A Thorough Look At The Real Issues Around Offshoring

from the worth-reading dept

There has been a pretty constant flow of stories about offshoring over the last few months - and while I've posted some here, I've been avoiding the stories over the last few weeks that haven't said much new. However, mhh has submitted this long, but absolutely worth reading article written by Daniel Drezner taking a very thorough look at all the issues associated with offshoring. He basically makes all the points I've been trying to make here, but does it much better, and backs it up with plenty of research. The kneejerk response is going to be for people to post anti-offshoring comments beneath this post, but I'd ask you to actually read the article first and think about what it's saying. The quick summary is that the direct impact of offshoring is much less than people make it out to be. The upsides of offshoring greatly outweigh the downsides. Protectionists policies make things much worse, and actually accelerate the problems people think are caused by offshoring. As for what we should do - there are three areas to focus on: (1) making sure companies understand the true costs of offshoring (and that they're higher than they seem at first) (2) making sure we have programs in place to help those directly impacted by offshoring and (3) making sure politicians don't take the "easy" political response, which will cause a lot more harm to the people they're trying to help. Read the full article, though, no matter how you feel about the issue.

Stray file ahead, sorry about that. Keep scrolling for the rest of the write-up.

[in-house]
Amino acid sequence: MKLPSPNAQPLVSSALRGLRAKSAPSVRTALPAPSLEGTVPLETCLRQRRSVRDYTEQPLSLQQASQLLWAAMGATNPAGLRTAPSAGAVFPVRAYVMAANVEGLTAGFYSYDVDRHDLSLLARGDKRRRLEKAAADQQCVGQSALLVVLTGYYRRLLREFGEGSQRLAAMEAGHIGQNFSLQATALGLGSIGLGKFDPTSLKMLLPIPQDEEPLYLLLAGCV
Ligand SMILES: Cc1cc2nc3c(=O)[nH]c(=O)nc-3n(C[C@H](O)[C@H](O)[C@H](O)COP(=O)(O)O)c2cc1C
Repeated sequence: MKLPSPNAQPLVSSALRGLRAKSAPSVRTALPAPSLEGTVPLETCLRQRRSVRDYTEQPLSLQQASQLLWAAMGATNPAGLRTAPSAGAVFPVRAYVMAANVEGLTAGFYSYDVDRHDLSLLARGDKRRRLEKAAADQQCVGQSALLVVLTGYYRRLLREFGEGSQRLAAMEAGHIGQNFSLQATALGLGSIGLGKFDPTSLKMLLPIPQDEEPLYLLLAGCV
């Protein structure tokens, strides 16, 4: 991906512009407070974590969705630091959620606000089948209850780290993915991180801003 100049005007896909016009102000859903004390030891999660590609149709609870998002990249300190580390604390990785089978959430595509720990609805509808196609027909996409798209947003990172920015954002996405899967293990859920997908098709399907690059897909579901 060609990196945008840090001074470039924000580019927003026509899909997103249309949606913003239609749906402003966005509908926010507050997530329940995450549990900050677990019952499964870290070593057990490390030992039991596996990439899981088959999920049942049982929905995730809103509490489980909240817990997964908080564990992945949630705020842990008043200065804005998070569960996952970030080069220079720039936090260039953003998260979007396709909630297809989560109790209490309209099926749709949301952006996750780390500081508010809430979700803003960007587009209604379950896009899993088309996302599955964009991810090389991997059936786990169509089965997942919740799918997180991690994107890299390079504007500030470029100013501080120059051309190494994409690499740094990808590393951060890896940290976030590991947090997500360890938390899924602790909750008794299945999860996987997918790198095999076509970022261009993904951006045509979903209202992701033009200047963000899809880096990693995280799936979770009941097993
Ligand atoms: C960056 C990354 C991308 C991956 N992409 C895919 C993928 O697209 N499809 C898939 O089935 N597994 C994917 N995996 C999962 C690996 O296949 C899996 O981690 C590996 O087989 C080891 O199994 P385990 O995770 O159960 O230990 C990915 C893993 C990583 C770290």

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  1. identicon
    Mike, 27 Mar 2004 @ 4:19pm

    Re: Outlaw Capitalism

    What's really interesting to me is how few of Americans are truly willing to change their personal lifestyle in response to offshoring. When offshore labor was just blue-collar workers, we were all willing to stock up on cheaper clothing, cheaper cars, oodles of technology, etc. In fact, when you think about it, it was the explosion of computer technology offshoring (hardware) in the mid to late 80's that led to the proliferation of the personal computer....the so called "clone wars."

    This same benefit gave us the rise of the American programmer for software to run on these PC's. When Y2K rolled around, these same programmers started to "go rogue" and pursue a personal wealth-accumulation strategy by leaving the rank-and-file of employee status and going contract instead, demanding rates of up to $200/US per hour. The dot-com era fueled this further, until you had very small tech companies with labor burn rates of millions of dollars per month.

    Now, the employers are responding EXACTLY the way the professional white-collar workers trained them to....by looking to cut costs. Offshoring is just a cost-cutting excercise, and I for one believe that it will benefit the average American consumer to the same level that offshoring blue-collar jobs has...it will result in cheaper products and services.

    Get used to it, folks....we want cheaper stuff, we have to change (constantly). And for the poster who claimed that the American healthcare system needs reform before American labor can become competitive again, just wait. One of the single biggest savings I've had as an employer who has moved all my software development to offshore firms is that I've eliminated almost ALL of my healthcare costs from my bottom line. Enough other employers do that, and the healthcare system will implode on itself, having to look for ways to cut costs to remain competitive.

    First cheap electronics, then cheaper automobiles, then cheaper software.....next comes cheaper drugs, doctors and healthcare.

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